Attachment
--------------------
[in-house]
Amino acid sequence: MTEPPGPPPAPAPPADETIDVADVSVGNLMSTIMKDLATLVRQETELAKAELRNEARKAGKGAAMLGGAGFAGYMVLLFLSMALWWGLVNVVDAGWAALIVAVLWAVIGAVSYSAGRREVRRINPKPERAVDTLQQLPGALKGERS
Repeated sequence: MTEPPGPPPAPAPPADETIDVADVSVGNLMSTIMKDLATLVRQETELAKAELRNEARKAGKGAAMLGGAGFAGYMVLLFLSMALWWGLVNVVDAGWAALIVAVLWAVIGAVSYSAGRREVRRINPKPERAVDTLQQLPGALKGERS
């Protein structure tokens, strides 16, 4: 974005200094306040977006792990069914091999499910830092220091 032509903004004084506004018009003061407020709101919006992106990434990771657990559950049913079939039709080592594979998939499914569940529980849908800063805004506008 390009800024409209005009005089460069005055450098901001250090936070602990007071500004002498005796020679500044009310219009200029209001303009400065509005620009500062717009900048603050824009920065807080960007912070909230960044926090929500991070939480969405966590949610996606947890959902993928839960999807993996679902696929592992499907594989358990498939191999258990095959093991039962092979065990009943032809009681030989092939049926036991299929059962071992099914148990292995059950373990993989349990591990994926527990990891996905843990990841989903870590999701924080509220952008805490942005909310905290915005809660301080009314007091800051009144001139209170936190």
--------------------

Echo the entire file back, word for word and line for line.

[in-house]
Amino acid sequence: MTEPPGPPPAPAPPADETIDVADVSVGNLMSTIMKDLATLVRQETELAKAELRNEARKAGKGAAMLGGAGFAGYMVLLFLSMALWWGLVNVVDAGWAALIVAVLWAVIGAVSYSAGRREVRRINPKPERAVDTLQQLPGALKGERS
Repeated sequence: MTEPPGPPPAPAPPADETIDVADVSVGNLMSTIMKDLATLVRQETELAKAELRNEARKAGKGAAMLGGAGFAGYMVLLFLSMALWWGLVNVVDAGWAALIVAVLWAVIGAVSYSAGRREVRRINPKPERAVDTLQQLPGALKGERS
């Protein structure tokens, strides 16, 4: 974005200094306040977006792990069914091999499910830092220091 032509903004004084506004018009003061407020709101919006992106990434990771657990559950049913079939039709080592594979998939499914569940529980849908800063805004506008 390009800024409209005009005089460069005055450098901001250090936070602990007071500004002498005796020679500044009310219009200029209001303009400065509005620009500062717009900048603050824009920065807080960007912070909230960044926090929500991070939480969405966590949610996606947890959902993928839960999807993996679902696929592992499907594989358990498939191999258990095959093991039962092979065990009943032809009681030989092939049926036991299929059962071992099914148990292995059950373990993989349990591990994926527990990891996905843990990841989903870590999701924080509220952008805490942005909310905290915005809660301080009314007091800051009144001139209170936190």